Friday, Nov. 1 — cranberry basil chicken salad with yogurt dressing, served on fresh spinach,whole wheat dinner roll with Promise, cantaloupe

Monday, Nov. 4 — Vegetarian lasagna, spring mix salad with garbanzo and dressing, orange pineapple juice, Italian ice, diet canned apricots

Tuesday, Nov. 5 — Chicken breast with cilantro lime sauce, pinto beans, spinach, orange juice, diet pudding

Wednesday, Nov. 6 — Tomato florentine soup with sugar free crackers mediterranean tuna salad (chopped bell peppers, olives, cucumber, and egg) on spring mix whole wheat bread with Promise, ambrosia

Thursday, Nov. 7 — Veteran’s day oven roasted beef with gravy, mashed potatoes, chef’s cut vegetables, whole wheat roll with Promise apple pie, sugar free ice cream and diet fruit cocktail

Page 20, Sports and Games


Greytak beats 48 players 

Congratulations to Mary Greytak for winning six games of 121 and getting a perfect score of 847. She now has six stars on her badge. Alice Buckle was next at 845 followed by Janet Wade at 838 and Joyce Basch at 837. Darlene Meyers and Fred Reker each had six games of 121. There were 49 players on Oct. 22.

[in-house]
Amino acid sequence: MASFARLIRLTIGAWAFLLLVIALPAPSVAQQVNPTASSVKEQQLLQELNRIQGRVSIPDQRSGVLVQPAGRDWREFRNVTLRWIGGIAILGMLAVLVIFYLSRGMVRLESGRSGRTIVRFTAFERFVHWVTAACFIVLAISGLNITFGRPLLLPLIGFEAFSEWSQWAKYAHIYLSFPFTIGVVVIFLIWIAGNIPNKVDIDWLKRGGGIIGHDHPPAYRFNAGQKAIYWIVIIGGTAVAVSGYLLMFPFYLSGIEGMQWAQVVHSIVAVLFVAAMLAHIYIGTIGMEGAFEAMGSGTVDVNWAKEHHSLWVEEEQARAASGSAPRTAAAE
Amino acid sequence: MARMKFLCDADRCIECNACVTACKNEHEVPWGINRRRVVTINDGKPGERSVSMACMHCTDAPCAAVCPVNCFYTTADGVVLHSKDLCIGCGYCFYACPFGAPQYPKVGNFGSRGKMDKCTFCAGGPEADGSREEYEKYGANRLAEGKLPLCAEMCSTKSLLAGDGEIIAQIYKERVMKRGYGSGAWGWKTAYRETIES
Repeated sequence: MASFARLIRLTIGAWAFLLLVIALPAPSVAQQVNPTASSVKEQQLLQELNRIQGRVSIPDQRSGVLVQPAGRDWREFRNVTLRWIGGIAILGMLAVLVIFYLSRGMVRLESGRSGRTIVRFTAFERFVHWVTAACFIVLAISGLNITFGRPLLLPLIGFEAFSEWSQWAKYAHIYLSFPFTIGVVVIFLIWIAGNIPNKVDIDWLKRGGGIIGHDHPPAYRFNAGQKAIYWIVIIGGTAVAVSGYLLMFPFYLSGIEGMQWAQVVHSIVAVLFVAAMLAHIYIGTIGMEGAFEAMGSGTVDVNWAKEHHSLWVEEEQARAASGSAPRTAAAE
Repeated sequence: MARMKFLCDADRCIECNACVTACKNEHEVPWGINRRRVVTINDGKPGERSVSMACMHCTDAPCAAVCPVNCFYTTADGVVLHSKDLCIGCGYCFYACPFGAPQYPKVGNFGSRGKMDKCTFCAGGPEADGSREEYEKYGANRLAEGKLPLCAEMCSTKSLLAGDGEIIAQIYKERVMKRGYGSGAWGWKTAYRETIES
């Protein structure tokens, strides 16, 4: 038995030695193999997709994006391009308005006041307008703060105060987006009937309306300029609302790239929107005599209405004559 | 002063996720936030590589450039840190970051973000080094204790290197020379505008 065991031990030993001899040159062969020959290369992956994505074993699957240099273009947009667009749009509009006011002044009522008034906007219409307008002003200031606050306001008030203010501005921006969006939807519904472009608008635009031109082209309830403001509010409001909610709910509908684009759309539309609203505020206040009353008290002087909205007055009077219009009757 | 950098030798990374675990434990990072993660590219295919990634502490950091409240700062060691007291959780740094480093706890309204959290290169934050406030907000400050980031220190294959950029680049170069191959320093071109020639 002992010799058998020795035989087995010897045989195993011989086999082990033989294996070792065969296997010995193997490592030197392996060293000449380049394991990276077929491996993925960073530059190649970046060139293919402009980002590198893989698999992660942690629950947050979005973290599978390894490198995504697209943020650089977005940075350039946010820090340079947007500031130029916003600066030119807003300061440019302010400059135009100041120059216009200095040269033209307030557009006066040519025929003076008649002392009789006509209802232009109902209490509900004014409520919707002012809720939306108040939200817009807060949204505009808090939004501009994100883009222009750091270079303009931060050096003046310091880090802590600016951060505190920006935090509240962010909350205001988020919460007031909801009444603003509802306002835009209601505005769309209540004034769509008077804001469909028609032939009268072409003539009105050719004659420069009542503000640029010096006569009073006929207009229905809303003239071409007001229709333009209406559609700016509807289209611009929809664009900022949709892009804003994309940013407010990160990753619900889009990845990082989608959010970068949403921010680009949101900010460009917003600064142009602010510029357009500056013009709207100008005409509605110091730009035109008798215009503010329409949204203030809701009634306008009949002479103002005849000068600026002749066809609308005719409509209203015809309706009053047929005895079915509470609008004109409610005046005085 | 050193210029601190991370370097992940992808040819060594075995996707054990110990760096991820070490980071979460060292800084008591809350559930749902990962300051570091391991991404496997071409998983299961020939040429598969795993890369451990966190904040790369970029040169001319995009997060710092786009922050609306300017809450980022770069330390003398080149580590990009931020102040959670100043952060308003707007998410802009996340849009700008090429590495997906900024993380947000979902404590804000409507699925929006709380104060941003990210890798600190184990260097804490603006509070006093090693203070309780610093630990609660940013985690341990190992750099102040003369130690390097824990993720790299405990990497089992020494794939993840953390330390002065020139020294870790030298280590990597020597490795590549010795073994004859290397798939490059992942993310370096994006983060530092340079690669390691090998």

Lucille Starkey lead the celebration for another Happy Cribbage Day. Lucille treated us to delicious chocolate cake and vanilla ice cream. Lucille and Margaret Smith served.

The Cribbage Club meets on Tuesday at Noon in Clubhouse 1. Cribbage Club is open to all residents. If you don’t know how to play Cribbage or just need a brush up, call Patti Smith, (562) 242-4674. Patti will arrange for lessons for one hour before the games begin. Partners are not required. All players finish by 3:30 p.m. Come and join us and you will have fun. Players should arrive by noon to be assured of a table.

—Bobbie Straley

Pool League

The favorites are in the lead